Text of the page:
I graduated with a degree in physics at Oxford University in 1987, where I also obtained a DPhil in physics in 1991. My doctoral thesis was supervised by Tom Mullin and Dave Broomhead (both now professors at Manchester University) and was concerned with the analysis of phase spaces reconstructed from time series data, and how these techniques can help us to understand the bifurcations and complex behaviour of dynamical systems.
In 1991 I was appointed to a post-doctoral position in the Engineering Department at Cambridge University to work with Professor Mike Gaster FRS on the laminar-turbulent transition of boundary layers. I developed the time series methods I had studied in my DPhil for application to hot-wire data from wind-tunnel experiments on boundary layers. In 1993 I continued this work with a second post-doctoral position jointly supervised by Professor David Crighton FRS and Mike Gaster. I carried out wind-tunnel experiments on boundary layers, but also became increasingly interested in more 'classical' theories of hydrodynamic stability and how they relate to boundary layer experiments.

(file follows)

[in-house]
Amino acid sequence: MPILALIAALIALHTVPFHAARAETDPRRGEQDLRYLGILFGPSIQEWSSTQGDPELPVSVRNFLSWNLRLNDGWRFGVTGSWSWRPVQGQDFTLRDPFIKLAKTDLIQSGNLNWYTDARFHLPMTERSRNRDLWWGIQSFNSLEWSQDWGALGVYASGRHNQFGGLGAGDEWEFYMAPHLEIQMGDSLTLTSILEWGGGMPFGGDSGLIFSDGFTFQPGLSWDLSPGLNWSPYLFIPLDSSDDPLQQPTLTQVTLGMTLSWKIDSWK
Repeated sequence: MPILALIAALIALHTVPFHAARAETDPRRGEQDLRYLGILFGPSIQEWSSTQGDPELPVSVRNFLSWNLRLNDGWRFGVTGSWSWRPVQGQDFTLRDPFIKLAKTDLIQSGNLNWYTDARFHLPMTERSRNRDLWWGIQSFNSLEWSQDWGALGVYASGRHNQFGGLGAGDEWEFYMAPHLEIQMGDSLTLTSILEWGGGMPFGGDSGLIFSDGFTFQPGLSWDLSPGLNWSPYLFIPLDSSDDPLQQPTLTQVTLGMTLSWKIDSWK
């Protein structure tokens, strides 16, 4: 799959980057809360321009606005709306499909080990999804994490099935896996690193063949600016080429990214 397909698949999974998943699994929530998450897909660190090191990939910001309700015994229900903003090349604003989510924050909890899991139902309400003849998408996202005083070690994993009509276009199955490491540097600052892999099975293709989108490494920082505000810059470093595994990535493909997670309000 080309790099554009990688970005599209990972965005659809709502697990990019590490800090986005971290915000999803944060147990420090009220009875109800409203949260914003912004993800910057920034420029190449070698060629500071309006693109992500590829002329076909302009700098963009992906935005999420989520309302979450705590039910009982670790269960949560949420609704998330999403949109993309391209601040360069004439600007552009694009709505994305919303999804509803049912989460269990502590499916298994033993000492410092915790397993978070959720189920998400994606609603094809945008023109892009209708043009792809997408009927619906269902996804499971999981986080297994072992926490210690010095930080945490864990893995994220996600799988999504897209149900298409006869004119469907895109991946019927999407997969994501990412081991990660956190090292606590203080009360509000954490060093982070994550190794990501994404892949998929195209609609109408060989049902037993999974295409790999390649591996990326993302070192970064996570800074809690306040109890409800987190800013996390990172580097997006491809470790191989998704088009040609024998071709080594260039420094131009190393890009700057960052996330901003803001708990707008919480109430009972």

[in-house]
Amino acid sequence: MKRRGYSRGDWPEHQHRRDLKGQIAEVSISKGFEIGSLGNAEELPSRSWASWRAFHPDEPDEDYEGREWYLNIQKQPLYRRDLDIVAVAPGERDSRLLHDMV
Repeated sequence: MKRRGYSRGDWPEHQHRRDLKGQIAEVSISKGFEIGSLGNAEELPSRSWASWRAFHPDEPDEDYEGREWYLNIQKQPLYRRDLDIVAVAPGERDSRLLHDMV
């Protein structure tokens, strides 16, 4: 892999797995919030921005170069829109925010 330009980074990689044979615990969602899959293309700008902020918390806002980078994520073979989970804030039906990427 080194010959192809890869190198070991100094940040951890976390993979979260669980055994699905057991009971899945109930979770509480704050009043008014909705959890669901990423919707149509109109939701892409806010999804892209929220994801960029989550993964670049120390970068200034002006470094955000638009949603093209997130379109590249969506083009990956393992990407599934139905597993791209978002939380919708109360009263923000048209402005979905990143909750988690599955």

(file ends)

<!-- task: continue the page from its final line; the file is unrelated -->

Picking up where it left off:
In 1996 I was appointed first to a temporary lectureship in the Mathematics Department at Brunel University, and then to a lectureship in the Mathematics Department at Keele University. I became a Reader at Keele in 1998.
Research and scholarship
My research is still concerned with instabilities in fluid flows, and has included thermal boundary layers, three-dimensional boundary layers and swirling jets. I use asymptotic techniques to develop theories in large-Reynolds number and long-wavelength limits, and also to obtain large-time descriptions of initial value problems for determining absolute and convective instability characteristics. I also use numerical methods for solving viscous and inviscid stability equations.